We redefined the ratio to determine the new height (400 pixels) with the old height.

Then, we reinitialized our new image’s dimension by multiplying the old width by the calculated ratio, and the height remains at 400 pixels.

On lines 32 and 33, the main resizing happens, which is then displayed towards our screen.

How do you Choose an Interpolation Method?

You might have come across the interpolation argument being passed while calling the cv2.resize command or during one of the classes you’ve taken back in undergraduate. So what exactly does this term define?

According to Wikipedia:

Interpolation is a method of constructing new data points within the range of a discrete set of known data points. Image interpolation refers to the “guess” of intensity values at missing locations.


Now, rewiring your mind to project the definition towards images, you can refer to interpolation as a method that decides which pixel gets the value based on its neighboring pixel either when increasing or decreasing the size of the image.

Luckily for us, OpenCV provides a couple of different interpolations methods while maintaining our image’s aspect ratio during resizing.

Before diving deep into these interpolation techniques OpenCV provides for us: first, let’s make a new script, naming it, and insert the following code:

Here we imported all the required python packages needed for this project; initialized our command line argument; loaded the image into memory then displayed our experiment image to screen.

Original input image to test different interpolation methods

Looking into what interpolation methods are available, OpenCV provides to us five interpolation methods, which are:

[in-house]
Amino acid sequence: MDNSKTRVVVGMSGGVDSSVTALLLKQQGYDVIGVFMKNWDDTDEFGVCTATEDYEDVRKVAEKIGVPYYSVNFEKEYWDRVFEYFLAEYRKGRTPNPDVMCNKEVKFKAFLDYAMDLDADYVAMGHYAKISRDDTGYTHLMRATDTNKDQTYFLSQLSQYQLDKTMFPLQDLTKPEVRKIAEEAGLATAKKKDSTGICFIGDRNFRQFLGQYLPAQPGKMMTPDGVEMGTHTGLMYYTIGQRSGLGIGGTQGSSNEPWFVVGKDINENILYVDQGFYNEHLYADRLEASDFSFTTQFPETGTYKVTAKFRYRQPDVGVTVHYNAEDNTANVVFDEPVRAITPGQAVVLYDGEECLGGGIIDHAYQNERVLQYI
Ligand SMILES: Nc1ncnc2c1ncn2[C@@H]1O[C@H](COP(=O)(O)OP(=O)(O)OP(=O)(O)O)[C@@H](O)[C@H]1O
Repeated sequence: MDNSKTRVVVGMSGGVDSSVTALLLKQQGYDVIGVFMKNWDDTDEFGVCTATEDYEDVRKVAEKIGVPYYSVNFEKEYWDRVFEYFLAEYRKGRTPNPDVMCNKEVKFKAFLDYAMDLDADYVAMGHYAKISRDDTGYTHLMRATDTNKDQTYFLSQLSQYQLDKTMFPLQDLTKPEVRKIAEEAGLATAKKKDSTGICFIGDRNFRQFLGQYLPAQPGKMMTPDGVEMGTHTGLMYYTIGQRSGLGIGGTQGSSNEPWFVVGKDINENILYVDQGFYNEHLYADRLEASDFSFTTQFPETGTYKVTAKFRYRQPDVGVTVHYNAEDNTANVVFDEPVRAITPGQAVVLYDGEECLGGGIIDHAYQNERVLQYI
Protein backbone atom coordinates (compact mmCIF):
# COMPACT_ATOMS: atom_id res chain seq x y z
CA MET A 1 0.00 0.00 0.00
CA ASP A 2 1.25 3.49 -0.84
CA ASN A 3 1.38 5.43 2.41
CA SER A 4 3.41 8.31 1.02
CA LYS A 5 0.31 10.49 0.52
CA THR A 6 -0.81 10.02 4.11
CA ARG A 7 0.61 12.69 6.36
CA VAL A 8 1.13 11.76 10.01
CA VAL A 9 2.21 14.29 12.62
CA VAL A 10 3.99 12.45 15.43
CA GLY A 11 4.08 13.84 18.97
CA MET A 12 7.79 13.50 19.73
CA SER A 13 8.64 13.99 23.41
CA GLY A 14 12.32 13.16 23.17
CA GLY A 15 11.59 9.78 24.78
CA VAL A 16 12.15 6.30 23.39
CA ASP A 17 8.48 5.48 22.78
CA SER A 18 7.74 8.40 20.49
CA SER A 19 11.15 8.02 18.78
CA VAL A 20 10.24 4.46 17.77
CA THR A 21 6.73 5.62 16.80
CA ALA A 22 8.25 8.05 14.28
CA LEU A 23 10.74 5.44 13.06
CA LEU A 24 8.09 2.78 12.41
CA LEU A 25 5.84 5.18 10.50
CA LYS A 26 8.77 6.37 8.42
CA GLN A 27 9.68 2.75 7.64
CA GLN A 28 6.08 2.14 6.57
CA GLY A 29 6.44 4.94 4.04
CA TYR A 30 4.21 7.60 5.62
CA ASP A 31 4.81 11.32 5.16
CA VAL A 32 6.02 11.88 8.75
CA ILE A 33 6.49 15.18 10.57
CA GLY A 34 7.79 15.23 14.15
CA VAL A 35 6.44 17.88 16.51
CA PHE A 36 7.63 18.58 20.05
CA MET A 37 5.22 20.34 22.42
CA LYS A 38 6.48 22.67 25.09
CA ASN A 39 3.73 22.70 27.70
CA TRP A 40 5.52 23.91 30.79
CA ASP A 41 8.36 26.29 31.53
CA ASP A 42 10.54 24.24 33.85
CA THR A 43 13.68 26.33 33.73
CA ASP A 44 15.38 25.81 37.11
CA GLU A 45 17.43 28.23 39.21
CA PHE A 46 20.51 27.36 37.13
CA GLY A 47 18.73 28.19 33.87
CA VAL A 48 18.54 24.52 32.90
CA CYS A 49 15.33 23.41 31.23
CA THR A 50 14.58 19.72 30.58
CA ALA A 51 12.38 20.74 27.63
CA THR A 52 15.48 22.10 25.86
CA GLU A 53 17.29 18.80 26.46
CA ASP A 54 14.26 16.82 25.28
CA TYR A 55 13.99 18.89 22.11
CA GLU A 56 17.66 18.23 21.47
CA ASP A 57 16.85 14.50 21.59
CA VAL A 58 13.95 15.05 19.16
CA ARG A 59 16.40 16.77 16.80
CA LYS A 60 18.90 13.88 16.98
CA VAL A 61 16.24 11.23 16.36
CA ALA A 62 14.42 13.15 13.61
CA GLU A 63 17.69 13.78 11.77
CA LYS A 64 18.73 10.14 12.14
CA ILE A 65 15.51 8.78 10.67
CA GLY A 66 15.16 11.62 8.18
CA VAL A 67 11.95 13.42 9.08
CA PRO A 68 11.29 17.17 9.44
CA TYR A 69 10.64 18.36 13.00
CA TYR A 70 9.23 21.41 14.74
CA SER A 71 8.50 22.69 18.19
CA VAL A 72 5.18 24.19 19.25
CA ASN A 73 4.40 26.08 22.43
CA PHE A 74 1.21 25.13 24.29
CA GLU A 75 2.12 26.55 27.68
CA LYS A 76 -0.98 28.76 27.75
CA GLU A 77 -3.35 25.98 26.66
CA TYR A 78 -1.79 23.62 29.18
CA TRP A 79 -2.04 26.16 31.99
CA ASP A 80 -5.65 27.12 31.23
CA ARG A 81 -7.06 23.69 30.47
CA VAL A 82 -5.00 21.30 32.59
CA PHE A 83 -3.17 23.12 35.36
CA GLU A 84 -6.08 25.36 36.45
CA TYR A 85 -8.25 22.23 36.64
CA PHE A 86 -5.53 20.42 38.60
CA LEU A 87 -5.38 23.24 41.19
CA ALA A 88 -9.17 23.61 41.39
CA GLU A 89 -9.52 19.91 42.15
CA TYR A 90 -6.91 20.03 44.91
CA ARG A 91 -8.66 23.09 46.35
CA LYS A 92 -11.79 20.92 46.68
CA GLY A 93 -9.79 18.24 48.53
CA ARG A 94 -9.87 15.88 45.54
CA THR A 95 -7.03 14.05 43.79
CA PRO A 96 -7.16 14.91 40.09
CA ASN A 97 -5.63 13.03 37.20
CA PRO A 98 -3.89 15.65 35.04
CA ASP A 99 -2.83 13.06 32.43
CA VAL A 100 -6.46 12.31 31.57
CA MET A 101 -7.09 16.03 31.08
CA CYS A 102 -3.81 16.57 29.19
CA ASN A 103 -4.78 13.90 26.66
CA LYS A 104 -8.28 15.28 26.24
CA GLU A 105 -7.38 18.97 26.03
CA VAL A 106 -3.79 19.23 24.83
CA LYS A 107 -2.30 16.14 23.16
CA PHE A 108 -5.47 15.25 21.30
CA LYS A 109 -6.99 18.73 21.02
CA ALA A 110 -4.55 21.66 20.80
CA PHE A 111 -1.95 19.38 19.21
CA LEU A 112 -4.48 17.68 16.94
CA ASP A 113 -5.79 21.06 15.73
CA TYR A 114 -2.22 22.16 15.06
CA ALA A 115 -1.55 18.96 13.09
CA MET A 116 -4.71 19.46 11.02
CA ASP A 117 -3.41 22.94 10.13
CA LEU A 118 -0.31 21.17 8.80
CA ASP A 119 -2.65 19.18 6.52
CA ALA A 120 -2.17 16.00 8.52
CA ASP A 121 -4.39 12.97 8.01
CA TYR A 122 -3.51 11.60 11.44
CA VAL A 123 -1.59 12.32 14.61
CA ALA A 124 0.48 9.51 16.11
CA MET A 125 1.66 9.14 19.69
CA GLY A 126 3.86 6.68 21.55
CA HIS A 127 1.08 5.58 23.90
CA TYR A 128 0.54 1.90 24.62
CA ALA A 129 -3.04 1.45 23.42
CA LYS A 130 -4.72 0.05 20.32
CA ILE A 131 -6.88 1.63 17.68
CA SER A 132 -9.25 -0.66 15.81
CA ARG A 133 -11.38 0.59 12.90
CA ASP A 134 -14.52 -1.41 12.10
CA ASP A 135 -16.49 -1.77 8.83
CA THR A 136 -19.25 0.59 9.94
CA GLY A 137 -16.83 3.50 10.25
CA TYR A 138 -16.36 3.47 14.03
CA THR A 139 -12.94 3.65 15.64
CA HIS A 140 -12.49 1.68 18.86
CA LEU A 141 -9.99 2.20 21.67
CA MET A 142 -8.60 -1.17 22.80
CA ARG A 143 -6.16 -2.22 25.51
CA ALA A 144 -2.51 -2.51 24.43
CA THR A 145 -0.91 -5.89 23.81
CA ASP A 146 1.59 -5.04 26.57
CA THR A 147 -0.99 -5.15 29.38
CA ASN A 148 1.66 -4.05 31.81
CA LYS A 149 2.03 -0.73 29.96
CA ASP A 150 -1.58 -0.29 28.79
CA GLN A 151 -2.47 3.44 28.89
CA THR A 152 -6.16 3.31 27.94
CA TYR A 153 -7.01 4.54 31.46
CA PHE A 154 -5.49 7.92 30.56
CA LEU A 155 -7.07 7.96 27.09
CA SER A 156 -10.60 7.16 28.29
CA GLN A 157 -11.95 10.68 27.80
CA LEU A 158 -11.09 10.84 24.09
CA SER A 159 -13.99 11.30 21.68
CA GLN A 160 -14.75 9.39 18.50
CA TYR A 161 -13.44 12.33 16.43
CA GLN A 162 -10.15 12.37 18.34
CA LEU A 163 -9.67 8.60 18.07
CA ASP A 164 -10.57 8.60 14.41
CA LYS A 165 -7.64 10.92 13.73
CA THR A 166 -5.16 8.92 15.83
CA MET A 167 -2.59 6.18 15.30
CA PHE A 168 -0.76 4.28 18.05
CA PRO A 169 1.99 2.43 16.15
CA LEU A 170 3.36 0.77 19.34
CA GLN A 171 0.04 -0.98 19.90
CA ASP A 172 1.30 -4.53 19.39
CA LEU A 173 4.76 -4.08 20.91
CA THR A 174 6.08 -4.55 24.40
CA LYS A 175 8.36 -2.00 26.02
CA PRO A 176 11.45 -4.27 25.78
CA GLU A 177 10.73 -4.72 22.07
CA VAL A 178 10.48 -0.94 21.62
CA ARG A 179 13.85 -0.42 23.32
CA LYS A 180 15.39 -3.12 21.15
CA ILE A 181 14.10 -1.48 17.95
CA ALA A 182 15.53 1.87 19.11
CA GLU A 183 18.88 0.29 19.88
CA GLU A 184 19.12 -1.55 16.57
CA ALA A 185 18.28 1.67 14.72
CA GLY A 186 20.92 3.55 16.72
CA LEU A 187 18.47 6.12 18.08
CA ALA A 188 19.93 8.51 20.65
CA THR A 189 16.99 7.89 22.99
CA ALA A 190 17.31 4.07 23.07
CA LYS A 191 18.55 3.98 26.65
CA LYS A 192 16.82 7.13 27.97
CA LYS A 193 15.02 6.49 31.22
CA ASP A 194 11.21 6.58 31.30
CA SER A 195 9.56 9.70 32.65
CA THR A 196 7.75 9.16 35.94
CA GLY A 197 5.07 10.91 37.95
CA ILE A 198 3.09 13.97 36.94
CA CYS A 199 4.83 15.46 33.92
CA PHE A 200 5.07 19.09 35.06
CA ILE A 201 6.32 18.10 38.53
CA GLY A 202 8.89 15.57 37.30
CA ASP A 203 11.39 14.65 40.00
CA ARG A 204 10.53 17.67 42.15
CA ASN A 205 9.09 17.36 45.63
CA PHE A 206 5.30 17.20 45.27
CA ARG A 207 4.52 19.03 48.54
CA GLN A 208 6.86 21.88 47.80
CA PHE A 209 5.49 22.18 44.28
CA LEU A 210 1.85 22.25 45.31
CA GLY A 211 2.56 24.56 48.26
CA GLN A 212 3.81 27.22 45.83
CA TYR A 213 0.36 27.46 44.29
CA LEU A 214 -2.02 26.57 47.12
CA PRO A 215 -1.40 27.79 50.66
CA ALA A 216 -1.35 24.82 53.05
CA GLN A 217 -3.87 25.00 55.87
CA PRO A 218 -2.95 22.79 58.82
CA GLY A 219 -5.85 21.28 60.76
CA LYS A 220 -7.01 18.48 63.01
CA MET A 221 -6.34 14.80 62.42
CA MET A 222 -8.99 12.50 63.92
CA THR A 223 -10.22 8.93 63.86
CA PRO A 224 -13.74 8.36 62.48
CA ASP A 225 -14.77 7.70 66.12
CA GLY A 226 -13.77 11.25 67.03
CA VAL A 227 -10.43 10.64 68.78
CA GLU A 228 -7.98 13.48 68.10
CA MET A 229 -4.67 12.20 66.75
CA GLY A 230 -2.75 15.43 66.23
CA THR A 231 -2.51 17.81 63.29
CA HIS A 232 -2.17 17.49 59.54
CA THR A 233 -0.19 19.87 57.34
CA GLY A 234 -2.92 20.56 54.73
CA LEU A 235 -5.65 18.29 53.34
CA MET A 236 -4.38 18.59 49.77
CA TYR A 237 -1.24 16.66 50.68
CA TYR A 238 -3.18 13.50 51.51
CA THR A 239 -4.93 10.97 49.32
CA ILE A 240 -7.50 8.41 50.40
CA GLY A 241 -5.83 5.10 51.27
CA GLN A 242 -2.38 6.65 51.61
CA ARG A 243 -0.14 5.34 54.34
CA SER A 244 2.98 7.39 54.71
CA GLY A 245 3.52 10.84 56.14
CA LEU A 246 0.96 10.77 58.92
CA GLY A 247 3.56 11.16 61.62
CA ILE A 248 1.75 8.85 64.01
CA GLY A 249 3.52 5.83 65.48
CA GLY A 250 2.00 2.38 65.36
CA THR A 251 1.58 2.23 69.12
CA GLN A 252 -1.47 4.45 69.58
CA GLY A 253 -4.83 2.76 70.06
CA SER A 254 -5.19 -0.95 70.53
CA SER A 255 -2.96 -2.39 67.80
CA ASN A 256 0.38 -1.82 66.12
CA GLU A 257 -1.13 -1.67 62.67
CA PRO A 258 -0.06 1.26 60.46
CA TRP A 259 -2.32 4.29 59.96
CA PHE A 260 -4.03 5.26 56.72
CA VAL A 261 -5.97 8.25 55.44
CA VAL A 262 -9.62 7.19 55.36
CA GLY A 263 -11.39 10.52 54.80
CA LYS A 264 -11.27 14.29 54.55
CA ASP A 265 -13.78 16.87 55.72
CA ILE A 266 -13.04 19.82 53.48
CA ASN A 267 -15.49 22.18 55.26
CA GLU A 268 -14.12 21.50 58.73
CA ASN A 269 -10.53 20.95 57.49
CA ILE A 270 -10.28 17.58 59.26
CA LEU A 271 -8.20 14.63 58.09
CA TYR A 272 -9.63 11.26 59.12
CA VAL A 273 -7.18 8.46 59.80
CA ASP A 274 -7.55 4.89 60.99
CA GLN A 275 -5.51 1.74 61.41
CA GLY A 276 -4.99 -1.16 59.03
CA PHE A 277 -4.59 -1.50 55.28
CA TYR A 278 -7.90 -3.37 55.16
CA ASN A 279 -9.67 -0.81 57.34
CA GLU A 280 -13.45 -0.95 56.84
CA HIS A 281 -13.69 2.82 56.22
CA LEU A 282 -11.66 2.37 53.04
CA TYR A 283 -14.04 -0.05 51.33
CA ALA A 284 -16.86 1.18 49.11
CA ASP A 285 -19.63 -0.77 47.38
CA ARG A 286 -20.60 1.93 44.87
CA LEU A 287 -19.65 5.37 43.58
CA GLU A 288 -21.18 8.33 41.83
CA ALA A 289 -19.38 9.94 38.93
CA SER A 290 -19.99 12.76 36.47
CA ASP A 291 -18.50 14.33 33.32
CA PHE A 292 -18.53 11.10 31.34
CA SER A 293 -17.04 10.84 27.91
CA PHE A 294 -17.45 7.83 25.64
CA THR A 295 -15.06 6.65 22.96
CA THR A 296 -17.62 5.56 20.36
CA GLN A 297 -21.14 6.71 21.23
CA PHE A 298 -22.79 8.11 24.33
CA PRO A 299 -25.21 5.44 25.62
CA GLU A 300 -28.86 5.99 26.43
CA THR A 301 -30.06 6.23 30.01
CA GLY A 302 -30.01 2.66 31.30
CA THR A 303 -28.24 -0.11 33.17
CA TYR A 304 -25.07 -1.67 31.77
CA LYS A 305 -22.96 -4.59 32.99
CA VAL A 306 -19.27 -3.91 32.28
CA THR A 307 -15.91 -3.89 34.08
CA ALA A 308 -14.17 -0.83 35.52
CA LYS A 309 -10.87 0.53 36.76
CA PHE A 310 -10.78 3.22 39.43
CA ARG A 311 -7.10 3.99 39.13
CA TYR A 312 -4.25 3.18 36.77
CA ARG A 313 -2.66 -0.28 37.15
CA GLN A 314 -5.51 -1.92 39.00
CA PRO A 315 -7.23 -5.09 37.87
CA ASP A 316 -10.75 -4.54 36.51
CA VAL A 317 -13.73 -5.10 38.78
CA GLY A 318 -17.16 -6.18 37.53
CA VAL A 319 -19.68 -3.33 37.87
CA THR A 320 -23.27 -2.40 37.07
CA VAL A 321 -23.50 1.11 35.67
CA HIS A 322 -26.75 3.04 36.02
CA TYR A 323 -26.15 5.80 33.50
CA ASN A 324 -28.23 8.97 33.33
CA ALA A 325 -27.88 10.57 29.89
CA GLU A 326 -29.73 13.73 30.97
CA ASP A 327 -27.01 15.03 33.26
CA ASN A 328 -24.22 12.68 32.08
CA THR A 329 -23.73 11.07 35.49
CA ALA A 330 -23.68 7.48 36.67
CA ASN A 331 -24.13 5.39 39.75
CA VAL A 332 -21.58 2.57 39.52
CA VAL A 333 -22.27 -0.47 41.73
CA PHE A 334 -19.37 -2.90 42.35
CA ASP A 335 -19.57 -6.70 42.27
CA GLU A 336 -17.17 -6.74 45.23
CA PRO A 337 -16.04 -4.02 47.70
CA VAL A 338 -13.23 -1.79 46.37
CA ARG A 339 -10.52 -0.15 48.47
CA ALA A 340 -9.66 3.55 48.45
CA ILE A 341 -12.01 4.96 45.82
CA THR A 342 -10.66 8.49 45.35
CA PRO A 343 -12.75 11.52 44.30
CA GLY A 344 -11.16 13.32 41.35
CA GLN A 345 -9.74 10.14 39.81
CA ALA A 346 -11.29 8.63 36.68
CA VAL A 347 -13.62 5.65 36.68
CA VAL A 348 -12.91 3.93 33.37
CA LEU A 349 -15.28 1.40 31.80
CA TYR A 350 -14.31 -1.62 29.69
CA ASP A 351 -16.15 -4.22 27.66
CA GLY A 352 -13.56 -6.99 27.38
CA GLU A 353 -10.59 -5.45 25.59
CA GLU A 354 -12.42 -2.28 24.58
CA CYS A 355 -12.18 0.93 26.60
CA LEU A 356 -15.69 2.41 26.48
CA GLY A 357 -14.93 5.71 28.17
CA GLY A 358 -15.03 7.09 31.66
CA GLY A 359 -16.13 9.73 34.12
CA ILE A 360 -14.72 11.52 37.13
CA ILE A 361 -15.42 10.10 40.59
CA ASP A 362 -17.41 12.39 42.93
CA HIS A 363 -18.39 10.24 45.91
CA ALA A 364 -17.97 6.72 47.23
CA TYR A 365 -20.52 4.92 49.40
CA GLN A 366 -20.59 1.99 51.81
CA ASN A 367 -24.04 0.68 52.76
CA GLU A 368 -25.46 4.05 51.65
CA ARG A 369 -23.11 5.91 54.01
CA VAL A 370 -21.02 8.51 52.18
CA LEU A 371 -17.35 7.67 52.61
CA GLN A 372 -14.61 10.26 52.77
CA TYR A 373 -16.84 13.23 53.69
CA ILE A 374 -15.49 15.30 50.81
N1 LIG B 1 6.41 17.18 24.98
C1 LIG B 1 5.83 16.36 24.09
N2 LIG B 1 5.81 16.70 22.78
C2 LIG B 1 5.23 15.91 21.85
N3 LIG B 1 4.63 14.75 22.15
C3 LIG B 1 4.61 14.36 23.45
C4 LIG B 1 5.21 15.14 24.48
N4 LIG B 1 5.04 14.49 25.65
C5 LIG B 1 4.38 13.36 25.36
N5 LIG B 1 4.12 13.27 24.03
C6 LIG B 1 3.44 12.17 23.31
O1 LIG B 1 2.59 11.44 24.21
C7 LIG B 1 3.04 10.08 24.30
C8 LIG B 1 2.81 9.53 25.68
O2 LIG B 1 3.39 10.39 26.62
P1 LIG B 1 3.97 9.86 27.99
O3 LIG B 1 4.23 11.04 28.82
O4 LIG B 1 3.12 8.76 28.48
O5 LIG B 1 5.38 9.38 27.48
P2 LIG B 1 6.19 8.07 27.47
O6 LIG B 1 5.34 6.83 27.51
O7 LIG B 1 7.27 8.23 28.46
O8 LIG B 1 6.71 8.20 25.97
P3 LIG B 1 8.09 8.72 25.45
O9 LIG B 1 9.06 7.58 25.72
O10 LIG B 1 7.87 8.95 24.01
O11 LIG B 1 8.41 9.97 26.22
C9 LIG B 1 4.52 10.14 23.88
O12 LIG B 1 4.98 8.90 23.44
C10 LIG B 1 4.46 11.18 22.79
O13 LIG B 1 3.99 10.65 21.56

• cv2.INTER_AREA

You might wonder what exactly does each of these interpolation methods does and when exactly should you use which?

Well, let’s have a look at each one of them:

  • cv2.INTER_NEAREST: a nearest-neighbor interpolation method works well when resizing a larger image into a smaller one.
  • cv2.INTER_LINEAR (used by default): a bilinear interpolation method outperforms the cv2.INTER_NEAREST technique while down-sampling the image. 
  • cv2.INTER_AREA: Similar to the cv2.INTER_NEAREST method when down-sampling the image; however, the nearest-neighbor interpolation works much better than this method.
  • cv2.INTER_CUBIC: a bicubic interpolation over a 4×4 pixel neighborhood that yields outstanding results when up-sampling your images.
  • cv2.INTER_LANCZOS4: a Lanczos interpolation over 8×8 pixel neighborhood. Which performs the same task as the bicubic interpolation method; however, it’s slow and resource-intensive.

Let’s have a look at the outputs when we try to up-sample the original image using different interpolation methods:

Figure 5: Nearest-neighbor interpolation with OpenCV.
Figure 6: Bi-linear interpolation with OpenCV.
Figure 7: OpenCV area interpolation
Figure 8: Bicubic interpolation over a 4x4 pixel neighborhood.
Figure 9: Lanczos Interpolation over a 8x8 pixel neighborhood.

Display OpenCV Resize Result

Now that’s implemented, it’s time to run our script. So, fire up your terminal, and execute the following command:

The output we’ll get should match the results in the previous sections shown above.


This article has explained how to properly resize an image while preserving the aspect ratio of the image. We also explored different interpolation methods OpenCV provides for us and when exactly to use them.

What’s Next?

Now, what’s next? in the following tutorial, we will explore the library OpenCV’s functionalities. Until then, share, like the video above, comment, and subscribe.

Further Reading

We have listed some useful resources below if you thirst for more reading.